None of those present when this image was captured, certainly not the photographer Dayton Bowers, could have dreamed that by the time this young Helen Spence in her white leggings reached her late teens Cicero would be killed and she would use perhaps the pistol, held here casually in her father's hand,  to kill "her daddy's" killer at his trial in the DeWitt Court House.

Parkinson, Denise, A Treasure Comes Home, May 2015

Thursday, May 21, 2015

Prange Family 1995 Visit to Their Birth Place

The Adolph Prange family was arguably the largest and most prominent family in Crockett's Bluff from the late 1920s to the end of World War II.  In 1929 they moved to their house  west of the Prange Store that stood overlooking the White River and the riverside road that ran northward from Rt. 153 along the river embankment to what was generally known as the "steamboat landing."  By the late 1930s and the war years, the older children gradually moved away from the Bluff, and in 1944 the store was closed and Adolph and Edna and the youngest children moved permanently to California.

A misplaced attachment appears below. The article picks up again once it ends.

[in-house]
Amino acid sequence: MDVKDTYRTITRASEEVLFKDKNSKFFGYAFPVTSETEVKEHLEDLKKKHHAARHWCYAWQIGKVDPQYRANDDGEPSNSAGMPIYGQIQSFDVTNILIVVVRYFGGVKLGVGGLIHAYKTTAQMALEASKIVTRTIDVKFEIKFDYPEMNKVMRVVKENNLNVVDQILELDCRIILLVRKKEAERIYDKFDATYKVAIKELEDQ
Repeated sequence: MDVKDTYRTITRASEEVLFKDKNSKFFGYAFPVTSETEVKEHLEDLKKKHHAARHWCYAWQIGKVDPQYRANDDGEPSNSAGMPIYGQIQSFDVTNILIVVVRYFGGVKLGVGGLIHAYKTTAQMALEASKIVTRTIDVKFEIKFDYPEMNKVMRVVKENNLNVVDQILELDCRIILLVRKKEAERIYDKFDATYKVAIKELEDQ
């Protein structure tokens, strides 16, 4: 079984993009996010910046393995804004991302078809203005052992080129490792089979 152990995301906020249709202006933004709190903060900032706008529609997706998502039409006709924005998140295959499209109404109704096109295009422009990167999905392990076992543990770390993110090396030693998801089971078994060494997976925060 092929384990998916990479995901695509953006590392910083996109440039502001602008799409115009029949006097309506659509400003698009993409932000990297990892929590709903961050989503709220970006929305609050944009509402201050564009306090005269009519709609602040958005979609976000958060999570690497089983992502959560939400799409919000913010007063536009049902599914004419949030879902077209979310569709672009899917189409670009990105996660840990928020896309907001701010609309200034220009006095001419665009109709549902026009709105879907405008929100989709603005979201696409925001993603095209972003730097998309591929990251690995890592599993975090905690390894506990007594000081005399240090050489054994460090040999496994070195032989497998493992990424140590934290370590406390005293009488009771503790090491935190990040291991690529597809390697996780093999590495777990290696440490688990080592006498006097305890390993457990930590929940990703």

Fortunately for us today, the Pranges believed in recording the activities and progressions of their family.  From early "box" cameras on, they recorded the milestones of their lives.  Like so many other images on this site, I'm indebted to Jim Prange, the son of James, one of the eldest of the clan, for many images of the family and the Bluff generally, as well as these videos.

Over the years, various members of the family paid visits to the Bluff, particularly for annual Fourth of July celebration.  In 1995 they made a major - and for many, a final - pilgrimage to the Bluff that was faithfully recorded by a video camera.  Jim was kind enough to transfer them to me via DVD.  Though sections of them understandably vary in clarity, the sound is generally clear and the moments have been captured.